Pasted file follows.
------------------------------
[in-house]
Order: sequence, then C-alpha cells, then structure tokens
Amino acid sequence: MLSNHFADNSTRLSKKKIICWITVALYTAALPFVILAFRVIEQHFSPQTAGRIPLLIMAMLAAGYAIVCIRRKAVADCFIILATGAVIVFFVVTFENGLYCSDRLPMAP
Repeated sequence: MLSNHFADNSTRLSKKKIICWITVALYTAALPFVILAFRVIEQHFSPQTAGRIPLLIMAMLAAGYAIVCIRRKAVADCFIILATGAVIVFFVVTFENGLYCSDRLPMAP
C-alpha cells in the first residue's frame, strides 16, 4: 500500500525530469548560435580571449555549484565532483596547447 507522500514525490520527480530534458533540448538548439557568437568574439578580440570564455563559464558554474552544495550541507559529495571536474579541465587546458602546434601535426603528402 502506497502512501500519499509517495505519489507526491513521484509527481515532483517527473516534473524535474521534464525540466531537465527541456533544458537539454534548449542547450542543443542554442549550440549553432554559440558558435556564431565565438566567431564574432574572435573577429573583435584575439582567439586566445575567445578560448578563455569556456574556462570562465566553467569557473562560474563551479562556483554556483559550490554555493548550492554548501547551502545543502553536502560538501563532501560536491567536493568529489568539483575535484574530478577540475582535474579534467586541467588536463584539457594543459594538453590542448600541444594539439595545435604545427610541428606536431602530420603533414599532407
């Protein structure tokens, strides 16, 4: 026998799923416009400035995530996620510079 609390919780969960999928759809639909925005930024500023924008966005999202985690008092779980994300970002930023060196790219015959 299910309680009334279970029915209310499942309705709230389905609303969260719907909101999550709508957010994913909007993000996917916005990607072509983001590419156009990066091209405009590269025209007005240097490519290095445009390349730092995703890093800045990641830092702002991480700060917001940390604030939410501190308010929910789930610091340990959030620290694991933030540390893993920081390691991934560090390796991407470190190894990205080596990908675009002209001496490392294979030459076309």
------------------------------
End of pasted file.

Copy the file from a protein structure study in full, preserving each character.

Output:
[in-house]
Order: sequence, then C-alpha cells, then structure tokens
Amino acid sequence: MLSNHFADNSTRLSKKKIICWITVALYTAALPFVILAFRVIEQHFSPQTAGRIPLLIMAMLAAGYAIVCIRRKAVADCFIILATGAVIVFFVVTFENGLYCSDRLPMAP
Repeated sequence: MLSNHFADNSTRLSKKKIICWITVALYTAALPFVILAFRVIEQHFSPQTAGRIPLLIMAMLAAGYAIVCIRRKAVADCFIILATGAVIVFFVVTFENGLYCSDRLPMAP
C-alpha cells in the first residue's frame, strides 16, 4: 500500500525530469548560435580571449555549484565532483596547447 507522500514525490520527480530534458533540448538548439557568437568574439578580440570564455563559464558554474552544495550541507559529495571536474579541465587546458602546434601535426603528402 502506497502512501500519499509517495505519489507526491513521484509527481515532483517527473516534473524535474521534464525540466531537465527541456533544458537539454534548449542547450542543443542554442549550440549553432554559440558558435556564431565565438566567431564574432574572435573577429573583435584575439582567439586566445575567445578560448578563455569556456574556462570562465566553467569557473562560474563551479562556483554556483559550490554555493548550492554548501547551502545543502553536502560538501563532501560536491567536493568529489568539483575535484574530478577540475582535474579534467586541467588536463584539457594543459594538453590542448600541444594539439595545435604545427610541428606536431602530420603533414599532407
């Protein structure tokens, strides 16, 4: 026998799923416009400035995530996620510079 609390919780969960999928759809639909925005930024500023924008966005999202985690008092779980994300970002930023060196790219015959 299910309680009334279970029915209310499942309705709230389905609303969260719907909101999550709508957010994913909007993000996917916005990607072509983001590419156009990066091209405009590269025209007005240097490519290095445009390349730092995703890093800045990641830092702002991480700060917001940390604030939410501190308010929910789930610091340990959030620290694991933030540390893993920081390691991934560090390796991407470190190894990205080596990908675009002209001496490392294979030459076309």